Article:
Lee Beaman Commentary: The Case for a Strong National Defense

by Lee Beman


A strong national defense contributes to our own national security, but it also provides stability to the entire world.

Our military spending was significantly reduced under the Obama administration. During the 2016 U.S. Presidential campaign, national security and the fiscal support—or lack thereof—that we provide to our military was hotly debated. It was a polarizing issue, despite the universal agreement that defending our freedoms, should it come to the last option of military escalation, is fully within our country’s rights. Quite frankly, it’s even more important that defending our freedoms is fully within our country’s capability.

An article by National Public Radio at the time discussed the more complex issues raised on the campaign trail. It accurately reflected the fact that, while our military spending was indeed down from the heights of post-9/11 spending, it did bring up the question of military readiness—an issue that the military said warranted further spending. The ability to perform swiftly and accurately in times of war is key to success. It costs money to train men and women, and it costs just as much to keep them battle-ready or as close to battle-ready as is feasible. That is where our military leaders said we needed to focus more of our attention.

The same can be said for military equipment. This same NPR article confirmed that when Pres. Trump said that pilots were flying B-52 bombers today that were older than most everyone in the room, he was correct. According to that 2016 article, the newest Air Force bomber entered the fleet in 1962. Good gracious! There is no way to spin that fact into a good angle. We build aircraft and military equipment to last a lifetime, yes. But to expect that it would still be in use 15 Presidential administrations later is certainly a length of time that would make any flight equipment’s safety and security worrisome, to say the least!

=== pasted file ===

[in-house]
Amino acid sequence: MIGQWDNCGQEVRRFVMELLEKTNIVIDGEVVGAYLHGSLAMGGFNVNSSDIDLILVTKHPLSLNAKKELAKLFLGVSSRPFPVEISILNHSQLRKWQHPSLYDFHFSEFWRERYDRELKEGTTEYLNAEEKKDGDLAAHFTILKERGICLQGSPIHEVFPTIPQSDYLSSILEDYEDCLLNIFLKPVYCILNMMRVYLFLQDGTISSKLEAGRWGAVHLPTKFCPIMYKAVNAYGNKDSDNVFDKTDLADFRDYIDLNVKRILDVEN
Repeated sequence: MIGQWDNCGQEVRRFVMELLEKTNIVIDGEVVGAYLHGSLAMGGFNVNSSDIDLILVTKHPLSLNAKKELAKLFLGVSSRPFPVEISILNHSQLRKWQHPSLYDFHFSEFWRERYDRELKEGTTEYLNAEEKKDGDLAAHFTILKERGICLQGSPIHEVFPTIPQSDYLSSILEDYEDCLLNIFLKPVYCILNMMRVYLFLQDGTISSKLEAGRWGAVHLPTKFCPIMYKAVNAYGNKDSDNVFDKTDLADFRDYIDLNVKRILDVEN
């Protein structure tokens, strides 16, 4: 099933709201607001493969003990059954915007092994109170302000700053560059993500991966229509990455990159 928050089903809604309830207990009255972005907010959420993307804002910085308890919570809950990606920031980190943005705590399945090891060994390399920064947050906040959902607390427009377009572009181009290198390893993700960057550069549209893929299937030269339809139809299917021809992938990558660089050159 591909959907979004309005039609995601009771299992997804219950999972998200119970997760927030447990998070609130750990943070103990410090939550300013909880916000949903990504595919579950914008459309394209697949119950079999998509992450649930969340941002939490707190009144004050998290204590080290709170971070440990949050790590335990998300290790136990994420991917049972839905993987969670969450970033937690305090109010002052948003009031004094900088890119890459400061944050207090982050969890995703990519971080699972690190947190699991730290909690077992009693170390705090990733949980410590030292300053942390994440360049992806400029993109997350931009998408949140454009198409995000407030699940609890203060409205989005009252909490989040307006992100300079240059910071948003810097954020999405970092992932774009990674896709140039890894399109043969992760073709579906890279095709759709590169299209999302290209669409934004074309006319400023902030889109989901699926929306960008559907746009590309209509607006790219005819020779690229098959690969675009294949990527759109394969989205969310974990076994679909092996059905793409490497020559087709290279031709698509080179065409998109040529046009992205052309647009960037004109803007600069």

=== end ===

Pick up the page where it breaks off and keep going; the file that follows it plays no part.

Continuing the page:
Regardless of our political beliefs and opinions, it is ironic that, according to the retrospective article on the Obama administration by the Military Times, President Obama “entered the White House vowing to end U.S. involvement in Iraq and Afghanistan but instead leaves as the first American president to oversee two full terms with combat troops deployed to hostile zones.”

A January 2019 Brookings Institute study noted that Trump’s increases to military spending in his first two years in office and his initial thoughts toward a recommended $733 billion in defense spending for 2020 showed that “there is no doubt that the Pentagon could make good use of the full $733 billion that had previously been proposed for 2020.”

That same study highlighted the increase in just two years of a Trump administration from Obama’s final military budget of $600 billion to currently $700 billion under Trump with the initial proposed 2020 budget of $750 billion. The budget is still being hammered out with typical rockiness with our Congress, but the fact remains that
the world has traditionally been more at peace with strong U.S. military and a strong U.S. economy.

Being a first-world country comes with privileges, but it comes with the responsibility to lead the world. It is a challenge and sacrifice to fulfill our responsibilities to our country and to the world, and it’s all to easy to protest over keeping the privileges that we are given. It was General Douglas McArthur who said it best. “No man is entitled to the blessings of freedom unless he be vigilant in its preservation.”

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A lifelong Nashvillian, Lee Beaman is Chairman and CEO of Beaman Automotive Group, which is an advertiser in The Tennessee Star, a part of the Star News Digital Media family of digital news sites.




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One Thought to “Lee Beaman Commentary: The Case for a Strong National Defense”

  1. Kevin

    We are blessed to have men like Lee Beaman who “give back” and support efforts to retain and defend the freedoms and liberties that our Founding Fathers, and our fighting men and women bled or died to give us! Thank you!